Saratoga County

Settlement funds from pharma cases begin to come in for counties to fight opioid crisis

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An attorney representing Saratoga County as part of a statewide legal battle against the pharmaceutical industry for its role in fueling the opioid epidemic said the money that’s starting to pour into jurisdictions by way of settlements is always important.

But Napoli Shkolnik partner Hunter Shkolnik said it is also significant that the settlements include strict guidelines as to the manner any defendant markets and sells opioids in the future.

Last week, Saratoga County — where more than 90 deadly overdoses were reported over the last two years — agreed to settle claims against the company Allergan — one of the state’s biggest targets for its involvement in the epidemic — for $335,915.

The $200 million settlement with the Botox manufacturer will be distributed to counties throughout the state for underwriting prevention, treatment, and recovery programs to combat the opioid crisis.

“This settlement financially provides what we think is appropriate for this defendant to reach resolution within Saratoga County, as well as all the rest without resulting in a bankruptcy, which is always a possibility,” Shkolnik said. “More importantly, the injunctive relief and the restrictions on the marketing of opioids are some of the most stringent that have ever been implemented, and that’s going to help the future.”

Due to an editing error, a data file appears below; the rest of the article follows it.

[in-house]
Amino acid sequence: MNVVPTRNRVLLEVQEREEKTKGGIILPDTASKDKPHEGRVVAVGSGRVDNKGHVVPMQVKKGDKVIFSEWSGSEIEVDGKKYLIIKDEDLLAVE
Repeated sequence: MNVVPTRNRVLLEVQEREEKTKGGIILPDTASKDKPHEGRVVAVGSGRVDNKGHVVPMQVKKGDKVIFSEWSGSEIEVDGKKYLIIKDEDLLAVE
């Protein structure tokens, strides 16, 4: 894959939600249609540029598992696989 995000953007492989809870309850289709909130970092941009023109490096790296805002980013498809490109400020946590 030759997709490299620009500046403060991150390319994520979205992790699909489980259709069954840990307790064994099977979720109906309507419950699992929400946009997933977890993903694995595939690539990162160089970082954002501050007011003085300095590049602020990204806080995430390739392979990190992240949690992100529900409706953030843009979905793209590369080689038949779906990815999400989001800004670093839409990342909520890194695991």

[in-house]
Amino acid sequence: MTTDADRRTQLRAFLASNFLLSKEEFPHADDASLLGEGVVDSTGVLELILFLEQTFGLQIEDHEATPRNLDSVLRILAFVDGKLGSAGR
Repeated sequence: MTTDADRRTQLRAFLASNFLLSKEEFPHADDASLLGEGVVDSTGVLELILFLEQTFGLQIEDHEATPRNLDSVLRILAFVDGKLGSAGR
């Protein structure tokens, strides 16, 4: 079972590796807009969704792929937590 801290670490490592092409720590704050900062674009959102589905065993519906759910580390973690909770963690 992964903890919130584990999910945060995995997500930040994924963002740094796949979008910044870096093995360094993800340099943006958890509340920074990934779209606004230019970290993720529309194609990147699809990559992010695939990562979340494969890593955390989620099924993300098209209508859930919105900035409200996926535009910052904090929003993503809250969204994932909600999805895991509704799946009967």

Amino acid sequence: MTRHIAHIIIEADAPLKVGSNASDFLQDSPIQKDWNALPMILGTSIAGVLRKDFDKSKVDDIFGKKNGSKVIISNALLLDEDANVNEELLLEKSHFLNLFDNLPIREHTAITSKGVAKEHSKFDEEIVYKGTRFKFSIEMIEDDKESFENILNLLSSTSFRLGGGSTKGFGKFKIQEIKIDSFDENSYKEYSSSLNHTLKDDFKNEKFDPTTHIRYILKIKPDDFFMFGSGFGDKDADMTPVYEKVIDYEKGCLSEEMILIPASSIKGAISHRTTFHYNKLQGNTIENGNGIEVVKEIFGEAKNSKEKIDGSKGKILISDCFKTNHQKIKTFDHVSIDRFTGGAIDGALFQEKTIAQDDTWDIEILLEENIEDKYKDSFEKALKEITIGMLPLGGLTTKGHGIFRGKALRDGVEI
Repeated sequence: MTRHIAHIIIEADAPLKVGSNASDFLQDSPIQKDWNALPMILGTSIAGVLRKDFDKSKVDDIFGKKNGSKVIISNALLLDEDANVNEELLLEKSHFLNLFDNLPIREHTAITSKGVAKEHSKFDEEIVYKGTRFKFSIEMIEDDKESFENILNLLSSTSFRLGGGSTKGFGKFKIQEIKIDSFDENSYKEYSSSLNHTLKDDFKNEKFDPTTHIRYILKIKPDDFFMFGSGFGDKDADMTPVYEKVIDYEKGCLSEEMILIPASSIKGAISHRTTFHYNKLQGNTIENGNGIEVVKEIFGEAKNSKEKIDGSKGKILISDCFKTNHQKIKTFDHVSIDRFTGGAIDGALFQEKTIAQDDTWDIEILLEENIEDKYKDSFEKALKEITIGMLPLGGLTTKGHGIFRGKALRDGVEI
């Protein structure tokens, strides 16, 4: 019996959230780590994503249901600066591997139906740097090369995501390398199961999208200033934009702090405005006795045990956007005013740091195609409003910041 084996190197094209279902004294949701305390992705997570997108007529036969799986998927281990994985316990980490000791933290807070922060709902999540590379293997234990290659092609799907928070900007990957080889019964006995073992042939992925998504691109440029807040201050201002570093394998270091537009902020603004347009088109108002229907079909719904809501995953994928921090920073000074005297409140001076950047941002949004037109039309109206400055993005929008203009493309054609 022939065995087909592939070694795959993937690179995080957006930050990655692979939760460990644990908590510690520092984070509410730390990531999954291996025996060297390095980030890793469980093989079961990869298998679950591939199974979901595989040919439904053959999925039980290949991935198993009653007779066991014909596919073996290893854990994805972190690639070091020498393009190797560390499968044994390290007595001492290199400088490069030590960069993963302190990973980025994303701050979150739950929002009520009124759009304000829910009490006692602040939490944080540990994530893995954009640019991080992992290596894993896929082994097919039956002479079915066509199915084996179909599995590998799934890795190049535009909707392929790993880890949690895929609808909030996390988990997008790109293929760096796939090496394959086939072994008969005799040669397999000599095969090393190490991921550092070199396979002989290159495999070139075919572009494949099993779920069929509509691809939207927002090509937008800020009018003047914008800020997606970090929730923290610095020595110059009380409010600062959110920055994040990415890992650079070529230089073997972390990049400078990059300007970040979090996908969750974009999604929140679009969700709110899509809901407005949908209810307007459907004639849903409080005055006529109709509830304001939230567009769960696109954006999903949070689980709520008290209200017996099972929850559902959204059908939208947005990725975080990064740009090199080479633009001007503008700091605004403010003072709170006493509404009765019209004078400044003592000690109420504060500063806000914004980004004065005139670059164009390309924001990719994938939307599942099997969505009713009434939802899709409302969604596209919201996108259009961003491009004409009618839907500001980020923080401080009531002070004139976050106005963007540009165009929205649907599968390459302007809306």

The statewide case against Allergan was argued jointly in New York State Supreme Court on Long Island by the state and Nassau and Suffolk counties. The trial began in June with more than a dozen defendants and 100 lawyers, according to Shkolnik.

The case against Allergan was settled in December, after the plaintiffs presented their case, and before Allergan’s lawyers were set to present theirs.

The lawsuit alleges Allergan contributed to the opioid epidemic by falsely promoting prescription opioids it manufactured and sold, and falsely promoting the increased use of opioids directly and through various “front groups.”

The suit said the pharmaceutical company also failed to implement measures to prevent diversion of prescription opioids, all of which contributed to a public health crisis.